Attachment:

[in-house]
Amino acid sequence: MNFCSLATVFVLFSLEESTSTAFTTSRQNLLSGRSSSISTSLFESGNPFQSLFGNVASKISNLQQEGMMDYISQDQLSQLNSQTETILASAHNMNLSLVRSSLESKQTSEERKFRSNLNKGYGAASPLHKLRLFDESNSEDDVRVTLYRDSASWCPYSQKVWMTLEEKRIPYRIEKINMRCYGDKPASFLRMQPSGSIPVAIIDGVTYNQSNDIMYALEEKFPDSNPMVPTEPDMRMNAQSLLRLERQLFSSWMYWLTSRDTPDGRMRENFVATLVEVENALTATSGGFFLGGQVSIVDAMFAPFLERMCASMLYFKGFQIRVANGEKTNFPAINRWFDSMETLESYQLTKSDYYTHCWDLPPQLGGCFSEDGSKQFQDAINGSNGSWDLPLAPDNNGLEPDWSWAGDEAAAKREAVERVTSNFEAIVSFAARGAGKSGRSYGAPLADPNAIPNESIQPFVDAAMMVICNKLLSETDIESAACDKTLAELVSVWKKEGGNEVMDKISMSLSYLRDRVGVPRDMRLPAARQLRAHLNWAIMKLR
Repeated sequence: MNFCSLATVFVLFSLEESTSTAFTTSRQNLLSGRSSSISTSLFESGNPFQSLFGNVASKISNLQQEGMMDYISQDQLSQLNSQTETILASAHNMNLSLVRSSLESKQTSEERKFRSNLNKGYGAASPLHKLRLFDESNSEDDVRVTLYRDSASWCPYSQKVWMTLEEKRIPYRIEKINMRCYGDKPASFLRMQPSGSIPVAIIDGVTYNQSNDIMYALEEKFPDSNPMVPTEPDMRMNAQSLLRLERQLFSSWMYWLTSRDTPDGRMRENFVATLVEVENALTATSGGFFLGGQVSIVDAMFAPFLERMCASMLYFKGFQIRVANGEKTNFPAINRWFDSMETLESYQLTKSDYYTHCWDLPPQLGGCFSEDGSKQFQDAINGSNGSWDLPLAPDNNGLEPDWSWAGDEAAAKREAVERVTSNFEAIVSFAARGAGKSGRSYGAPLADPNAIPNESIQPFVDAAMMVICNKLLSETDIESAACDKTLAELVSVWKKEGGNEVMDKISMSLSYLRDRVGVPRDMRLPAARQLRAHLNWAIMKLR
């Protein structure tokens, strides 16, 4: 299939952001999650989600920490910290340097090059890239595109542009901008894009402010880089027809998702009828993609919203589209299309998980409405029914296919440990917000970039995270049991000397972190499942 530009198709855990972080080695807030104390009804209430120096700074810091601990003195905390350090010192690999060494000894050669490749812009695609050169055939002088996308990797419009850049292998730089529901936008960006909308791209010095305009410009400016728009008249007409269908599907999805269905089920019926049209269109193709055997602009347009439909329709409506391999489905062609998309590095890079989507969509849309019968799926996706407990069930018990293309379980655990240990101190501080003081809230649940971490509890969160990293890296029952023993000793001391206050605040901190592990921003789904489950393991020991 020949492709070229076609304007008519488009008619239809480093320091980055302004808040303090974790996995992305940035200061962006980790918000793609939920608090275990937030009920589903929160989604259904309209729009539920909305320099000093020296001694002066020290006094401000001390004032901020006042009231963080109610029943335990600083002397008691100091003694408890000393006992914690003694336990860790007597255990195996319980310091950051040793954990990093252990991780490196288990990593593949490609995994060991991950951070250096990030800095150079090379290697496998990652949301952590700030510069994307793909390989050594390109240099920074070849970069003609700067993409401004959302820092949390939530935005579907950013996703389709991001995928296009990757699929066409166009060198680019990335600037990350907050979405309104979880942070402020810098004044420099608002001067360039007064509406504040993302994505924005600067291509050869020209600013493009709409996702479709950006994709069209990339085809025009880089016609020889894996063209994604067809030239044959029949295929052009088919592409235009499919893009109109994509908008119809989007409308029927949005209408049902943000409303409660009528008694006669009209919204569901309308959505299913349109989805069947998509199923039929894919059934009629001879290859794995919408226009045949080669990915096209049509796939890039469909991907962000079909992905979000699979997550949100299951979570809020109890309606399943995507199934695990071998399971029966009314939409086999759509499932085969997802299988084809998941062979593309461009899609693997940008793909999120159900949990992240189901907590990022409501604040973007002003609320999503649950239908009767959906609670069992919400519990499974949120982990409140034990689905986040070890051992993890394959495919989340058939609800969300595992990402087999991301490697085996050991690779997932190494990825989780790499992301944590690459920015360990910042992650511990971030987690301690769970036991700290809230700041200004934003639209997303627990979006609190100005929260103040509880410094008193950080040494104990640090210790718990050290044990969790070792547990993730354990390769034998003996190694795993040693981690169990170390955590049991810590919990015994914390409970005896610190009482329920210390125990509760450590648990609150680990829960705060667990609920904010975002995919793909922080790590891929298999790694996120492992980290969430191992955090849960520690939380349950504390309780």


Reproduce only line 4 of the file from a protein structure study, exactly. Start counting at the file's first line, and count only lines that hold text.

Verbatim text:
């Protein structure tokens, strides 16, 4: 299939952001999650989600920490910290340097090059890239595109542009901008894009402010880089027809998702009828993609919203589209299309998980409405029914296919440990917000970039995270049991000397972190499942 530009198709855990972080080695807030104390009804209430120096700074810091601990003195905390350090010192690999060494000894050669490749812009695609050169055939002088996308990797419009850049292998730089529901936008960006909308791209010095305009410009400016728009008249007409269908599907999805269905089920019926049209269109193709055997602009347009439909329709409506391999489905062609998309590095890079989507969509849309019968799926996706407990069930018990293309379980655990240990101190501080003081809230649940971490509890969160990293890296029952023993000793001391206050605040901190592990921003789904489950393991020991 020949492709070229076609304007008519488009008619239809480093320091980055302004808040303090974790996995992305940035200061962006980790918000793609939920608090275990937030009920589903929160989604259904309209729009539920909305320099000093020296001694002066020290006094401000001390004032901020006042009231963080109610029943335990600083002397008691100091003694408890000393006992914690003694336990860790007597255990195996319980310091950051040793954990990093252990991780490196288990990593593949490609995994060991991950951070250096990030800095150079090379290697496998990652949301952590700030510069994307793909390989050594390109240099920074070849970069003609700067993409401004959302820092949390939530935005579907950013996703389709991001995928296009990757699929066409166009060198680019990335600037990350907050979405309104979880942070402020810098004044420099608002001067360039007064509406504040993302994505924005600067291509050869020209600013493009709409996702479709950006994709069209990339085809025009880089016609020889894996063209994604067809030239044959029949295929052009088919592409235009499919893009109109994509908008119809989007409308029927949005209408049902943000409303409660009528008694006669009209919204569901309308959505299913349109989805069947998509199923039929894919059934009629001879290859794995919408226009045949080669990915096209049509796939890039469909991907962000079909992905979000699979997550949100299951979570809020109890309606399943995507199934695990071998399971029966009314939409086999759509499932085969997802299988084809998941062979593309461009899609693997940008793909999120159900949990992240189901907590990022409501604040973007002003609320999503649950239908009767959906609670069992919400519990499974949120982990409140034990689905986040070890051992993890394959495919989340058939609800969300595992990402087999991301490697085996050991690779997932190494990825989780790499992301944590690459920015360990910042992650511990971030987690301690769970036991700290809230700041200004934003639209997303627990979006609190100005929260103040509880410094008193950080040494104990640090210790718990050290044990969790070792547990993730354990390769034998003996190694795993040693981690169990170390955590049991810590919990015994914390409970005896610190009482329920210390125990509760450590648990609150680990829960705060667990609920904010975002995919793909922080790590891929298999790694996120492992980290969430191992955090849960520690939380349950504390309780």